- And sometimes ice is visible in part of the shots ..showing that it is not completely absent.

Apr 14, 2019 at 1:59 PM | Registered Commenterstewgreen

Talking of counter posts
One of the 16 Climate Change items I bumped into on the BBC on Friday
LookNorth tweeted the AntiFracking activist video

Then someone else posted video directly contradicting her story that she is a VICTIM
..and seemed to show that she was a very angry sweary person throwing stuff off the back of a moving vehicle and once hit an officers head with her scissors .. Incredible FB video

Apr 14, 2019 at 2:04 PM | Registered Commenterstewgreen

"Arctic sea ice data from a variety of historical sources have been synthesized into a database extending back to 1850 with monthly time‐resolution."

That is all you need to read to know that this is a fake. Monthly time resolution in 1850? Absurd. In 1850 nobody had yet gone through either the Northwest or the Northeast passage. The Franklin expedition was dying on King William land. The Sverdrup archipelago was completely unknown, as was Franz Josephs Land, Severnaya Zemlya and almost all of northern and eastern Greenland. Wrangels land had been sighted from afar, but nobody had ever landed there. Nobody had ever penetrated the Centrel Arctic. Only a few expeditions had wintered in the Arctic, and there were essentially no european settlements in the Arctic except on Southwestern Greenland and the White Sea area and a few trading posts in Hudson Bay and Alaska.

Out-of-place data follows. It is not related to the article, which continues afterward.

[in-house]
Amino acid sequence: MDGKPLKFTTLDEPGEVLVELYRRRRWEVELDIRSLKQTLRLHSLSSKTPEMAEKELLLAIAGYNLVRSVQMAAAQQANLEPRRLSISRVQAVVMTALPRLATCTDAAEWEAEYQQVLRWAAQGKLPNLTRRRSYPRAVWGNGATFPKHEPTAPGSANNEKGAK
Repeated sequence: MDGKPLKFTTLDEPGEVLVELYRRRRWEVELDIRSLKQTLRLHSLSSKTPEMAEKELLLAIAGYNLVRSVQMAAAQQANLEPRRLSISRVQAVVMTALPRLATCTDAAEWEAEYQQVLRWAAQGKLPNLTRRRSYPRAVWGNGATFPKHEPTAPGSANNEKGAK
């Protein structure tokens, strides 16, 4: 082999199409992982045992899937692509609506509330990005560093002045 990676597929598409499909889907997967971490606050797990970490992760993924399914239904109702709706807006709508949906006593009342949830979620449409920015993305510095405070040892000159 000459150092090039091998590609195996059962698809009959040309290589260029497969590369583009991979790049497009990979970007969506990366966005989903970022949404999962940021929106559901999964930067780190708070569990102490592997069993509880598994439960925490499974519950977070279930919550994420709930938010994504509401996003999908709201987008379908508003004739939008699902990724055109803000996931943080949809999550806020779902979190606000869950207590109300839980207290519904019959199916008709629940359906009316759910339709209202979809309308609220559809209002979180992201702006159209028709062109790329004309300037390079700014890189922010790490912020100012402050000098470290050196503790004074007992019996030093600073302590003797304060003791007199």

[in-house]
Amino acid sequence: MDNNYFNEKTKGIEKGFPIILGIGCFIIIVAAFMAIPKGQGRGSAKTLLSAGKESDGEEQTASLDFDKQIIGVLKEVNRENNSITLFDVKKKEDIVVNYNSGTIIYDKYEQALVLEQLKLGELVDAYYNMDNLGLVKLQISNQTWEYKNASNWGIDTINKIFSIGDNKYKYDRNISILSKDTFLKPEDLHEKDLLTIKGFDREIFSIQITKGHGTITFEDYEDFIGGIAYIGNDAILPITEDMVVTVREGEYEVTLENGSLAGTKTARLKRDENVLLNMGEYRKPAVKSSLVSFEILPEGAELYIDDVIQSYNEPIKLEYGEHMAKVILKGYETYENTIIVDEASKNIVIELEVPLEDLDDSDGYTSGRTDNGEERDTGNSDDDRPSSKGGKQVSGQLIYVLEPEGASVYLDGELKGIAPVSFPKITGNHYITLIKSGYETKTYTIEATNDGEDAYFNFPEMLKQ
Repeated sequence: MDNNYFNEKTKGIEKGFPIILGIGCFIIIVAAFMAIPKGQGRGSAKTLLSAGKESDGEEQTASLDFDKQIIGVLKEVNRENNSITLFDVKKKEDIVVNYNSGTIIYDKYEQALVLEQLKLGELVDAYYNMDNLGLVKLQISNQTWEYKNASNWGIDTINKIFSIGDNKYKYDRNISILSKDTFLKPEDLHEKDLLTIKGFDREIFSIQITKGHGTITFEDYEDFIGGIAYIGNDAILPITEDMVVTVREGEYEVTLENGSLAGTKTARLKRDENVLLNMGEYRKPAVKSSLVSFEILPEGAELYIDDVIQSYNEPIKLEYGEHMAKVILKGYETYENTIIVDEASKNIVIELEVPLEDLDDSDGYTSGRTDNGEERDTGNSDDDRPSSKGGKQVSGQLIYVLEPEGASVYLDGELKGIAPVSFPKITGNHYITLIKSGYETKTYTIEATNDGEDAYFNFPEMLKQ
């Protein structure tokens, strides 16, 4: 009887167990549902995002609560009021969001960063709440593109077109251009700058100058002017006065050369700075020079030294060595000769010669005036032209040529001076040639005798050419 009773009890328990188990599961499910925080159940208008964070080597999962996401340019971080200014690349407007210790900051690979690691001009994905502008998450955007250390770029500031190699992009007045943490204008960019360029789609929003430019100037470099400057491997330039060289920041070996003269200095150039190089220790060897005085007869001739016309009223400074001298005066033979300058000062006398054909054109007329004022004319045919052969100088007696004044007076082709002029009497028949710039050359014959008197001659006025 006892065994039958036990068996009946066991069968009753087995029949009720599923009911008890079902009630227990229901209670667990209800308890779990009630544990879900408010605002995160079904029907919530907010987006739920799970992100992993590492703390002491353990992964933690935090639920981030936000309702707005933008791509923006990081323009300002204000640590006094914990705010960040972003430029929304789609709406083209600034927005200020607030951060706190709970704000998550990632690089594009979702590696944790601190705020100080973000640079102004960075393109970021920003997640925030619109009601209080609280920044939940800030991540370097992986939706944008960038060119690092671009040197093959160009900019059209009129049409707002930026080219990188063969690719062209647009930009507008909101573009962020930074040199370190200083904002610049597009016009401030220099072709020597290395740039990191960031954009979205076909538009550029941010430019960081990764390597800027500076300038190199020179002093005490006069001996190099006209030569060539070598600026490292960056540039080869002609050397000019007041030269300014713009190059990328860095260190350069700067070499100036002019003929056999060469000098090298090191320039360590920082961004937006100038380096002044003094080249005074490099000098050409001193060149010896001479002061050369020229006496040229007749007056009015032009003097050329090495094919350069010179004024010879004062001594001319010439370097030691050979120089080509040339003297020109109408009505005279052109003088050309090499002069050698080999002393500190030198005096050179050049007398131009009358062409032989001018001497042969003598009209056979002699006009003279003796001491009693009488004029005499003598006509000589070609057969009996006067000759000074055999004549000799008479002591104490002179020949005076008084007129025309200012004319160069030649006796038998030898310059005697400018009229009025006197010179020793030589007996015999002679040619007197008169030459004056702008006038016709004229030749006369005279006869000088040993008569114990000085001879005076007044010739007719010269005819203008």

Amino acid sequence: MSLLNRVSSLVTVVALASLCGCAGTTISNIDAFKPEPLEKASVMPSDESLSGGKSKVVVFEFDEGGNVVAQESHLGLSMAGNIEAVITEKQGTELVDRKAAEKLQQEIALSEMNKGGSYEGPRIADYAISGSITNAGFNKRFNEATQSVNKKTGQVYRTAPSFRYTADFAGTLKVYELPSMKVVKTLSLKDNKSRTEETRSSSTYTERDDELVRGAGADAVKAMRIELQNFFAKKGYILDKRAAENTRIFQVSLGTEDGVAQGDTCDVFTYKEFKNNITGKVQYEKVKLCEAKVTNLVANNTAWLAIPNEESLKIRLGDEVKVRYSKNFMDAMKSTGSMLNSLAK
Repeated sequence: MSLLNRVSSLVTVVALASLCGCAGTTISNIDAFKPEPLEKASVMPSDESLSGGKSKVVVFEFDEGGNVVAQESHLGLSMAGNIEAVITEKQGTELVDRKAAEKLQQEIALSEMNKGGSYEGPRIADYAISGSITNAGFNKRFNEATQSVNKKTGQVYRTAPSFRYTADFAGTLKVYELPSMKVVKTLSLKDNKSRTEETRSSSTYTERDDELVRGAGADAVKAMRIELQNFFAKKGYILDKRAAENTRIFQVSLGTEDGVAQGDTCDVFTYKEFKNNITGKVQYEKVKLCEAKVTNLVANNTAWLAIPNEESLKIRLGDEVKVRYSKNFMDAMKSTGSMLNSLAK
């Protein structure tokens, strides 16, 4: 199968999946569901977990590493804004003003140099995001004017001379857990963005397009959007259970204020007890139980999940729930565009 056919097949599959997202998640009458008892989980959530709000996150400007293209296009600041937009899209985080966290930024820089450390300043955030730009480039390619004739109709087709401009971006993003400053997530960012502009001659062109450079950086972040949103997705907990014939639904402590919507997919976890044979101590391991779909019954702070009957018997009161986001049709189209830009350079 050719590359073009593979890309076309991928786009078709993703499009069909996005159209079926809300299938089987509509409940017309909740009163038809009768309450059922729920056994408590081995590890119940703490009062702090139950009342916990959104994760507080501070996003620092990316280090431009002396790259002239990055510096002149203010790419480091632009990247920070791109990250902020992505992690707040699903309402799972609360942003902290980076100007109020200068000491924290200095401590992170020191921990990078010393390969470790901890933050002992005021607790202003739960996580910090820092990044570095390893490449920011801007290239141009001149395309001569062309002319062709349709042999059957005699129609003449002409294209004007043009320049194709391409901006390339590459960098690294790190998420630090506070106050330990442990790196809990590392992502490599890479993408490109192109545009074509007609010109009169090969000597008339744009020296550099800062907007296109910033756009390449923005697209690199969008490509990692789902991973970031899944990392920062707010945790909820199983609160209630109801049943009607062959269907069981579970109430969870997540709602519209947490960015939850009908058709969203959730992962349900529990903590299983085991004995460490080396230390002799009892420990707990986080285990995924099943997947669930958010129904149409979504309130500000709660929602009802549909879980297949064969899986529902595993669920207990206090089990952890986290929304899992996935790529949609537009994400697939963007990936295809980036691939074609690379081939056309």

Reasonably good annual coverage might be possible by the late 1940's (1930´s for Siberia and the North Atlantic sector), monthly not until the 1960's.

Apr 14, 2019 at 6:38 PM | Unregistered Commentertty

"Absurd. In 1850 nobody had yet gone through either the Northwest or the Northeast passage. The Franklin expedition was dying on King William land."
Apr 14, 2019 at 6:38 PM | tty